Quilt 12 - 2021 ' "Quid Pro Quo--Freedom´s Not Completely Free" '
Having started to move towards a less geometric and more pictorial style with "Clottie" I wanted to take the idea in a slightly different direction. When the Asociacion Española de Patchwork proposed the theme of "soy libre" (I am free) for their then upcoming annual competition I immediately dusted off an idea I had had many years ago of having rays of different coloured light emanating from Liberty´s torch.
As so often with my quilts, ombre fabrics were going to be the key for this project too. It was fortunate that some years ago I had had the foresight to build up a good stash of my favourite ombre, Pointillist Palette 2 which came out in 2014, when I saw that it was getting scarce. I then pixelated an image of the Statue of Liberty and set to work.
As a further development, whilst still remaining faithful to the idea of weaving which has served me so well since 2015, I decided to eliminate the turned edge strips of fused fabric from the equation. I have to admit that I was reluctant to allow raw edges into my quilt but felt that the huge reduction in weight and stiffness which would result would be worth the "sacrilege" ! I also hoped that the undulations created by later quilting would be far more visible if the "top" were that much more pliable.
I cut 0.75 x 1.5 cm pieces of fabric on the diagonal to reduce the risk of fraying and, starting at the top, simply stuck them one by one onto a single sheet of interfacing in such a way that I would later be able to lift them up when I needed to slip a new piece partially underneath. The key was to have them tacky but not stuck fast. I am not aware of anyone having done this and have dubbed the process "false weaving". I still have vertical columns and horizontal rows. It is just that the component pieces of those columns and rows are neither sewn nor stuck together.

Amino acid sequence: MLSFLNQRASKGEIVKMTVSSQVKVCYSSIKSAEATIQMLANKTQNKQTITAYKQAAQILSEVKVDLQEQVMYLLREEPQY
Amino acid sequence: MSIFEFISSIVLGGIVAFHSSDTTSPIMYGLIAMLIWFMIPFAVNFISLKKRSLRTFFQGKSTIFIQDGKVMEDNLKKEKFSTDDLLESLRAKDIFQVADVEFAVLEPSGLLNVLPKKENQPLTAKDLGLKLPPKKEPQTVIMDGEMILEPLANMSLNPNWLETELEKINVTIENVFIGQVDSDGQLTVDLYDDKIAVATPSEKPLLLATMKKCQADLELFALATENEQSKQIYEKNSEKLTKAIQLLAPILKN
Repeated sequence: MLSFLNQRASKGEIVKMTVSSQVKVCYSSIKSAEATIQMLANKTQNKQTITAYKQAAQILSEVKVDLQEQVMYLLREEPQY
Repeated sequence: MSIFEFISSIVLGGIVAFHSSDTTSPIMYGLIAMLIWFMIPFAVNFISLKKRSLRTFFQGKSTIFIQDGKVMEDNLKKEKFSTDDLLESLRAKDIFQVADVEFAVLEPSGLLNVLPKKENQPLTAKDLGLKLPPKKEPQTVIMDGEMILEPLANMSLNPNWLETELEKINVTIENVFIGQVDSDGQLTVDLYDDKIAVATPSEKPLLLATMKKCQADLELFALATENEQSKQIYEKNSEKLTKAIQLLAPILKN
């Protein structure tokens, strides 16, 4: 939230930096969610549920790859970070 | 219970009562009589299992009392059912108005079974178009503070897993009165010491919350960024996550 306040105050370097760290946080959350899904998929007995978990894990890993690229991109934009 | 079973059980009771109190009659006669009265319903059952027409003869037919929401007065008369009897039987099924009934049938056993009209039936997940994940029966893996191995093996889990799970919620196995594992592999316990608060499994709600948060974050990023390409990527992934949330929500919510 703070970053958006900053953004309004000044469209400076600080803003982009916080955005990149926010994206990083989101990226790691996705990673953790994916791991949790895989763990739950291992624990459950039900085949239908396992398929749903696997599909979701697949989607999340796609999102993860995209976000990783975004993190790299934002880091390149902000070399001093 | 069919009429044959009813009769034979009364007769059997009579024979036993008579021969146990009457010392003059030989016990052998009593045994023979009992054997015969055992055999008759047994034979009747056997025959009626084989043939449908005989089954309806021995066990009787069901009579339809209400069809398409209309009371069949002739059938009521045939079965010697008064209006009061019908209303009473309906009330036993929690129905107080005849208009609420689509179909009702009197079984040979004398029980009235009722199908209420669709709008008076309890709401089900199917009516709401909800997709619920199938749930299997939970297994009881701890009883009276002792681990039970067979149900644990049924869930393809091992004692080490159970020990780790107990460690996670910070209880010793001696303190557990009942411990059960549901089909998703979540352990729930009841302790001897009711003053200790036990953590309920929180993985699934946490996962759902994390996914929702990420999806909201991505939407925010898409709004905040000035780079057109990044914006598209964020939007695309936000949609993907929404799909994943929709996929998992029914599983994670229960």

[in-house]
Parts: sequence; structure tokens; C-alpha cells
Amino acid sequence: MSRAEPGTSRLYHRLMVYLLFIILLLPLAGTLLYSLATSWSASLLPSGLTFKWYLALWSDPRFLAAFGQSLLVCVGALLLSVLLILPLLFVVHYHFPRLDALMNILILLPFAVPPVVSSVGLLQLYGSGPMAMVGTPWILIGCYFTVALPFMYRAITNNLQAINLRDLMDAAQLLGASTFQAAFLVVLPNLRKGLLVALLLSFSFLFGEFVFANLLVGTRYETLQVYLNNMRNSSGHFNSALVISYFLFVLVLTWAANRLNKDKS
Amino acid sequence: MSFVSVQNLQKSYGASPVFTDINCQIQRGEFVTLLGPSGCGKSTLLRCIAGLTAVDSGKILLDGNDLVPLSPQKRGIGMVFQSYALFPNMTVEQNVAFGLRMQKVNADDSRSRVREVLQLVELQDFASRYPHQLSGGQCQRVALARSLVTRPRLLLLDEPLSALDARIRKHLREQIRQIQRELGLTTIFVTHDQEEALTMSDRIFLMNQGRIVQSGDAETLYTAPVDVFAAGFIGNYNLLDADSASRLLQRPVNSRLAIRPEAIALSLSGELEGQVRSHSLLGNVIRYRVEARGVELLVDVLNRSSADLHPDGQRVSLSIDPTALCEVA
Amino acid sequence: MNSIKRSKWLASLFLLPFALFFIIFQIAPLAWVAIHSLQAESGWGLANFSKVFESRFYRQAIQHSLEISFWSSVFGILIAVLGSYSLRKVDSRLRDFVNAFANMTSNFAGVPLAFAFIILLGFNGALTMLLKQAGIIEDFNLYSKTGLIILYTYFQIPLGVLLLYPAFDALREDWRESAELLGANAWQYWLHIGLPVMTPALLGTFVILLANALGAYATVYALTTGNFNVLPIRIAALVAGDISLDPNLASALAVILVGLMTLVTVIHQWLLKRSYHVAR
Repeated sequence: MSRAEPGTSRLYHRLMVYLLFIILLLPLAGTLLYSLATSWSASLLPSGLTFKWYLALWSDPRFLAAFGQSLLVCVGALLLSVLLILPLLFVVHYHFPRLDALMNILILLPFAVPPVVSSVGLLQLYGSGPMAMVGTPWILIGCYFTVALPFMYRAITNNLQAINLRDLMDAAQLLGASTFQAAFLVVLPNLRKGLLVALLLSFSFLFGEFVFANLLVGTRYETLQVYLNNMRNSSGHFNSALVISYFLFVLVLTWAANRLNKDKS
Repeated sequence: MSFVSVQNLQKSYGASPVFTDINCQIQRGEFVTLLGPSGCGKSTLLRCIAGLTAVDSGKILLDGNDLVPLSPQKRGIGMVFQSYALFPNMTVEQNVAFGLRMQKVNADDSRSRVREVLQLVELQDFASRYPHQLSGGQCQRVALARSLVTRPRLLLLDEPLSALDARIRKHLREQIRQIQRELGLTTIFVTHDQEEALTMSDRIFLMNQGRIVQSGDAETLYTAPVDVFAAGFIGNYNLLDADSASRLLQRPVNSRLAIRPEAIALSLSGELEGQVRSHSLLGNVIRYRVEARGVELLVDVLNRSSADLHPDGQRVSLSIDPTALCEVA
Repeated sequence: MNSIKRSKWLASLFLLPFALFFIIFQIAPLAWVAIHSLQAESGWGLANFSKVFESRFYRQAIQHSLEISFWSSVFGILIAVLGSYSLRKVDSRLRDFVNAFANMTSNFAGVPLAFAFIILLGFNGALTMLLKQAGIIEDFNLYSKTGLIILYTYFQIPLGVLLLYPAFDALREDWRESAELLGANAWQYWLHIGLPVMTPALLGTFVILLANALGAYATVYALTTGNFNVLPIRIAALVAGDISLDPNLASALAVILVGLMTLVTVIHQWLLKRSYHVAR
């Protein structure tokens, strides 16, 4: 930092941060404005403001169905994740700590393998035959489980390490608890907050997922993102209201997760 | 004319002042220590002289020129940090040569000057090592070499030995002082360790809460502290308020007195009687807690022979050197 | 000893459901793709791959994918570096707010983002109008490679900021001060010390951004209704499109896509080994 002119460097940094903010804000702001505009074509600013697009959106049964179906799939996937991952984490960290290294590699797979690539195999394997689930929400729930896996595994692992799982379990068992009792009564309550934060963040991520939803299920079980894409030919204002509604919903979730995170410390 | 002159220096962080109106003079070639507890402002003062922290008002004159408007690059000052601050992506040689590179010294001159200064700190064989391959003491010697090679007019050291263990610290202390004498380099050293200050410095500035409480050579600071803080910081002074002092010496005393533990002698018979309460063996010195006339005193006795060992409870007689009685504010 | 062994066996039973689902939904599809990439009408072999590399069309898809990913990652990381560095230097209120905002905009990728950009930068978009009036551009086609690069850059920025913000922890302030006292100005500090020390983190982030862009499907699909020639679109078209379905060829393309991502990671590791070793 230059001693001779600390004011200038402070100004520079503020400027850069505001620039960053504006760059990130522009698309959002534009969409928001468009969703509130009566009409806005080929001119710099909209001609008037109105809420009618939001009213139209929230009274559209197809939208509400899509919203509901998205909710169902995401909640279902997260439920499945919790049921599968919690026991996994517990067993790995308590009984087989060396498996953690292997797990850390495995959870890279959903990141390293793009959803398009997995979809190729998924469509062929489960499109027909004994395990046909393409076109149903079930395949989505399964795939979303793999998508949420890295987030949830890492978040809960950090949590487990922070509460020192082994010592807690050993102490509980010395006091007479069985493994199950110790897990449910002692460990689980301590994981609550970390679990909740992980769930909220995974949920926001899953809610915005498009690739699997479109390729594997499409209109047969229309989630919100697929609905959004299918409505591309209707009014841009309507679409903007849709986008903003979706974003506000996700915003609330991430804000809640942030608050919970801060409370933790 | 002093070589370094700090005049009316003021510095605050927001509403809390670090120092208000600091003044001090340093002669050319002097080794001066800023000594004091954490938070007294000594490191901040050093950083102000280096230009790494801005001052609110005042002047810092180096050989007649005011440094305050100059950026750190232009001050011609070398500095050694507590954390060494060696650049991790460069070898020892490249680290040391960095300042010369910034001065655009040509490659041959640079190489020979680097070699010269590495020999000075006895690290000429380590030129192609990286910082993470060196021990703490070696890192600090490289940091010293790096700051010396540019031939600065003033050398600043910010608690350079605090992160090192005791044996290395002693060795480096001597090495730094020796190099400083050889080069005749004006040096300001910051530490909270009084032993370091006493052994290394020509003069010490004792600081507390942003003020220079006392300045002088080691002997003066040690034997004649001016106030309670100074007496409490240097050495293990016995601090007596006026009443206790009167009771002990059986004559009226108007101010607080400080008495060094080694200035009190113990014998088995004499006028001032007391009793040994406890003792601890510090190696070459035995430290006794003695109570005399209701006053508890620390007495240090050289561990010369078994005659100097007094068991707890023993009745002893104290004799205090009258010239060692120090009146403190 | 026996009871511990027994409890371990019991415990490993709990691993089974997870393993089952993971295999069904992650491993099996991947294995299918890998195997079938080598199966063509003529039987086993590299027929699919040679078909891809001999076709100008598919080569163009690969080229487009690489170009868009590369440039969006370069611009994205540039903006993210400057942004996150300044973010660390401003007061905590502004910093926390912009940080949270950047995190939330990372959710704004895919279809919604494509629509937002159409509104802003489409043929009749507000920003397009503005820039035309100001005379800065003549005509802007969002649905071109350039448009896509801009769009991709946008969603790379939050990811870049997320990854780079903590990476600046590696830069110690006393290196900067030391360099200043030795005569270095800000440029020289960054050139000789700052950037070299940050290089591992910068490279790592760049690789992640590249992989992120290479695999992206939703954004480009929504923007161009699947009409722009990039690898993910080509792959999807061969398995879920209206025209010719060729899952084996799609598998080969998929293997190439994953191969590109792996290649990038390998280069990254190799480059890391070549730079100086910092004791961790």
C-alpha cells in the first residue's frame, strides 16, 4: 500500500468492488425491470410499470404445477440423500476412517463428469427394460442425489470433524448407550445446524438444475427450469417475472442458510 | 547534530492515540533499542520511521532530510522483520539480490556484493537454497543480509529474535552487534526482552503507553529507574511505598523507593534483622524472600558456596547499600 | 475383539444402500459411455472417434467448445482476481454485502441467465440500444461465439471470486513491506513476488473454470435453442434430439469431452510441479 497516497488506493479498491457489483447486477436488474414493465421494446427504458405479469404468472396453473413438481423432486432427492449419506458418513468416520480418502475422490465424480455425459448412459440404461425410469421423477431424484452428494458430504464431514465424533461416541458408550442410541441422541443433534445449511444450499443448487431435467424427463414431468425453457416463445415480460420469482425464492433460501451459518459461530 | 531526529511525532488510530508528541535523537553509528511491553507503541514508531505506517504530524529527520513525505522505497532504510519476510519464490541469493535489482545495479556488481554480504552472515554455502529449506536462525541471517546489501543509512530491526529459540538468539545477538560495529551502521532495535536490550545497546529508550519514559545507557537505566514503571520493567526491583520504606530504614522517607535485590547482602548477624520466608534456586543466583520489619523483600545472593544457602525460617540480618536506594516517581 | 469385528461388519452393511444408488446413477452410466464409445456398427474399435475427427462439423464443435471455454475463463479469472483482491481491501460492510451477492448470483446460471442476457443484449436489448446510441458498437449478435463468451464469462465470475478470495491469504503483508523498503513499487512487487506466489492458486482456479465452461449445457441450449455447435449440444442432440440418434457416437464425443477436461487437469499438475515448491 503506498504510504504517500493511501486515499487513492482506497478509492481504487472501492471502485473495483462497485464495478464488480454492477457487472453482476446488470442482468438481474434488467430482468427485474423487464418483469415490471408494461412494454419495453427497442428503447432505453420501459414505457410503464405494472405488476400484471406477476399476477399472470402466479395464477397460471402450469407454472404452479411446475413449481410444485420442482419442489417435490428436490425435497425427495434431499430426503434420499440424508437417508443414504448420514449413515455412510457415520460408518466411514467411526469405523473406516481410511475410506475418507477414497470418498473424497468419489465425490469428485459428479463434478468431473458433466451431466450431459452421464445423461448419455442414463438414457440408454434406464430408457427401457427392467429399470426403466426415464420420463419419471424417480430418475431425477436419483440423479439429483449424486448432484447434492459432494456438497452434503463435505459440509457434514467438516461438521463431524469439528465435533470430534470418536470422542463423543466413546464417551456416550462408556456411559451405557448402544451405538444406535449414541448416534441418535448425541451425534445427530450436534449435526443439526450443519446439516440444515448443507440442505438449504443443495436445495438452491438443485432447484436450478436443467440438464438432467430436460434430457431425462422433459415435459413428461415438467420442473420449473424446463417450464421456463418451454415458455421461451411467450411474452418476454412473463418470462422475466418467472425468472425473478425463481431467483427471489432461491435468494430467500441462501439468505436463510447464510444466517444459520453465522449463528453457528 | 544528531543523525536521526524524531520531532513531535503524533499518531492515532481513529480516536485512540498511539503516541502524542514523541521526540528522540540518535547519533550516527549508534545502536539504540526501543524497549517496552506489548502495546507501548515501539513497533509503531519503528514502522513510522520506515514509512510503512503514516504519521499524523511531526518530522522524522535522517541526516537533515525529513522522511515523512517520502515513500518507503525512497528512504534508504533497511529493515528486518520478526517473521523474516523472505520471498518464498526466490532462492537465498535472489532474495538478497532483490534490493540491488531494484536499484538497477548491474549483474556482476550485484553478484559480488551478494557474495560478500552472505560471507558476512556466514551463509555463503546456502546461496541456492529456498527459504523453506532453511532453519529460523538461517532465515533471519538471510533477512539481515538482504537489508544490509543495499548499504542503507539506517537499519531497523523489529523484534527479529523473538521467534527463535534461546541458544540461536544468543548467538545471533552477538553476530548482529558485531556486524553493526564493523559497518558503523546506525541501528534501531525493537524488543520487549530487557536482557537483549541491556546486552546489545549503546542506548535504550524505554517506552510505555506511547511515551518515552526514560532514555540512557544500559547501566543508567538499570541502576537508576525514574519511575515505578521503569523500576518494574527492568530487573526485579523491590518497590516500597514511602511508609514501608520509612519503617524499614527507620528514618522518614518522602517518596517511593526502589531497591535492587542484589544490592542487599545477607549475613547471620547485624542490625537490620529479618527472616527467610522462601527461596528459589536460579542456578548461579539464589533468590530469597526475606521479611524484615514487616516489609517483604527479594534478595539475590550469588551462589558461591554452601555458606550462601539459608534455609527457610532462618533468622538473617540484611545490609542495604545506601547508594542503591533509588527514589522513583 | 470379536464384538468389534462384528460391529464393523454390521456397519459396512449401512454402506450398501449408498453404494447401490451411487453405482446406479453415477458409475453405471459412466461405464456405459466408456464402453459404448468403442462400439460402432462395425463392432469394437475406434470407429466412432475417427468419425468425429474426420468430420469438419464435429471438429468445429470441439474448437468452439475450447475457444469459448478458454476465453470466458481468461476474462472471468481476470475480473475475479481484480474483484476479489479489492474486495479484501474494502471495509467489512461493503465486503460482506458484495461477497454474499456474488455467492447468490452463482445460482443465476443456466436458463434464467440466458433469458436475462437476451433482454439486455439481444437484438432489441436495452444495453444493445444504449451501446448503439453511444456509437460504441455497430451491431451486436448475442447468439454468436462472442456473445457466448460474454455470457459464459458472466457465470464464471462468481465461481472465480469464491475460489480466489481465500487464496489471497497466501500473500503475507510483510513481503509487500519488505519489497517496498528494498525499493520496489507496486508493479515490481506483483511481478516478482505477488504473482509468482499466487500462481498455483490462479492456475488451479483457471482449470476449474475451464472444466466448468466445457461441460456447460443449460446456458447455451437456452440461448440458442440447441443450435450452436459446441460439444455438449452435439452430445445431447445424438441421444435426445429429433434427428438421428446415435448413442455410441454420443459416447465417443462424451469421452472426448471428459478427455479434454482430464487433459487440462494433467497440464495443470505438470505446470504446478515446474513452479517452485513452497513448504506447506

When it came to the quilting, I used a walking foot for everything except the hearts and made sure that the threads blended in with the fabric. I wanted people to see the peaks and troughs created by the quilting without being distracted by the stitches themselves. I used the direction of these quilted lines to accentuate the scattering of the rays, the verticality of the statue itself and the horizontal nature of the words.
Some nine months and 30,000 little squares later "Freedom´s Not Completely Free" was ready to be exhibited. I am delighted to say that it has just won the Covid-delayed Spanish Patchwork Competition, held finally this year in Madrid.
Click thumbnails on the right to enlarge
'The Accidental Quilter'
The Quilts Of Peter Hayward